Indeed, it’s Hudson’s voice that opens the album, via a moody intro to the seven-minute-long title track, which premiered online this week. “I recorded this counter melody and lyric to what Simon was singing as a reference — I assumed he was going to re-sing it,” Hudson says. “But he was like, ‘No, we like your voice — we’re going to keep it on there.’ I had lunch with John [Taylor] in L.A. the other day, and I was like, ‘John, I’m a boy from Birmingham. Can you explain to me how I ended up singing the opening bars of your new album?’”
Says Le Bon: “I’m not so insecure that it bothers me.”
The group also softened their stance on songs featuring outside artists, something that’s all the rage with pop records today, but, that, pre-Paper Gods, was a bit of a rarity for Duran Duran.
“I’ve always been quite resistant to collaboration because it’s almost always vocal collaborations we end up with — not many people want to do a keyboard collaboration,” Le Bon says. However, after hearing how his and Monae’s voices meshed on “Pressure Off,” they were eager to invite more guests to the party.
“Try sharing your microphone with a singer the caliber of Kiesza — that’ll push you out of your comfort zone,” says Le Bon. “The girl sings her ass off, and that really did get the best out of me. Similarly, having Jonas Bjerre on ‘Change the Skyline’ was a major motivation, listening to the way he sung his part. I had to go back in and re-record the main vocal after I’d heard it.”
Meanwhile, Frusciante’s stunning guitar work, along with Rossi and Josh Blair’s stirring string arrangements, on both the “Ordinary World”-esque ballad “What Are the Chances” and the cinematic album-closer “The Universe Alone,” combine to give Paper Gods its most memorable moments.
Also unforgettable, according to Hudson, was the “Pressure Off” recording session, which saw all three producers on-site, writing and jamming with the four Durans.
“It was like the League of Extraordinary Gentleman,” he says of the day at Ronson’s Tileyard studio in London. “There was a point where we were all at the mixing desk and I thought, 'This is quite serious.’ It was a combination of nostalgia at the idea of Nile and Duran Duran coming back together, and excitement about the young guns in the form of me and Mark. You don’t normally feel there’s a guarantee you’ll come up with something, but it was like, ‘This is going to be amazing.’”
Continues Le Bon: “It was a funny old day, actually. Nile had spent five hours in a car trying to get to the studio. They closed two of three bridges across the River Thames, and the traffic was appalling. Anybody in his position would not have a great attitude and not have their creative hat on when they walked in. But Nile got straight into the music, and the parts he put down ended up such an important part of the record.”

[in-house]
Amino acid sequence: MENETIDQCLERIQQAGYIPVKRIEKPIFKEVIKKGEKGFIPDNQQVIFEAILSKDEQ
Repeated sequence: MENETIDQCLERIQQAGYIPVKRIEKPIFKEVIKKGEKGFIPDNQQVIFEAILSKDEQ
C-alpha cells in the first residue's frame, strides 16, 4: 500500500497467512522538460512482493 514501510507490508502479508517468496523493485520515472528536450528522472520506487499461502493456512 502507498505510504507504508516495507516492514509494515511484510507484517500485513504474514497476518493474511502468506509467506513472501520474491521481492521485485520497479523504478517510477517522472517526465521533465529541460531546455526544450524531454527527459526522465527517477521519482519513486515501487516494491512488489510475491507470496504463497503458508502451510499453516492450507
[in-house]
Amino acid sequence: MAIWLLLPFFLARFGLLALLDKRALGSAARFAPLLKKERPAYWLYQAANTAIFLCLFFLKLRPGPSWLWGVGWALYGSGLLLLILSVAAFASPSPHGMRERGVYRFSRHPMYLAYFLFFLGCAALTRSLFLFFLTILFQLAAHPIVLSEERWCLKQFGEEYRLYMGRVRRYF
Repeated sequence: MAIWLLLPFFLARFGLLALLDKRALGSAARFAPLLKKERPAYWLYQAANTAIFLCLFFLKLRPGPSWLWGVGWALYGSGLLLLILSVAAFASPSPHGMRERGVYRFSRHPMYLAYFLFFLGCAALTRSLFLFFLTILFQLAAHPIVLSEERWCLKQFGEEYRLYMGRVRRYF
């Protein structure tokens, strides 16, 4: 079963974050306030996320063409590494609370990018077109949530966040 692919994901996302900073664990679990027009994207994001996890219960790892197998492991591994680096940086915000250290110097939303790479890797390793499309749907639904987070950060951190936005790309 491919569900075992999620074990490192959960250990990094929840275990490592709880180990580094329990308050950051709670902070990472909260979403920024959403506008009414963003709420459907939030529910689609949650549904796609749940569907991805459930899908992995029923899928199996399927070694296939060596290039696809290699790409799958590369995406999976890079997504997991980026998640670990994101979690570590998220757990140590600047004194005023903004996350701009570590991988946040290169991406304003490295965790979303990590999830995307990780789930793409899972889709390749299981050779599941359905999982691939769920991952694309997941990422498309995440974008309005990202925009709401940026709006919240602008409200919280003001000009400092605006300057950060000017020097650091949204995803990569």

Rodgers recalls having his work cut out for him when he arrived. “I walk in and Duran — they’re like my second band, like Chic’s little brother — they’re playing me some songs,” he says. “I said to Nick Rhodes: ‘OK, play the single.’ He played a song, and I looked a little peculiar: 'Uh, that’s the single? Is there another one?’ He said, ‘No, that’s the one we wanna go for.’ I said, ‘Great, let’s do some writing.’ And it was the very first time in my life that I’ve played with Duran Duran as a full band — with Roger Taylor on drums and Nick Rhodes on keyboards at the same time. I was so happy, I proceeded to write [three songs]. At the end, Nick pulled me aside and said, ‘Hey Nile, remember the thing you asked me about? The thing about the singles?’ I said, ‘Yeah?’ He said: ‘You just did ‘em.’”
How did Rodgers find working with the band again nearly three decades after 1986’s Notorious? “Everything is better. Everything about Duran to me just feels better.” Adds Hudson: “I don’t think people are aware of their musicianship or how formidable they are as producers in their own right. You can get a new-school beat-maker and a vocalist, and with a laptop and a USB vocal mic they can literally make an album in a day. But you put one of those albums made in a day or a week next to a Duran Duran record, there’s going to be a real difference of depth. Sonically, Duran Duran records are three-dimensional and architectural, and you’ll hear different things each time you listen.”
Perhaps no one is more grateful of his band’s survivor status than Le Bon himself.
“With this stage that the band is at right now, we have come to accept a lot of things,” he says. “One of them is we accept who we are. And I think other people accept who Duran Duran are as well. We don’t feel the same kind criticism from the music press that we used to feel. Our positive attitude and our joy in our creativity have outlasted the haters. Because let’s face it, it takes a lot more energy to hate. Our music comes from a place of love.”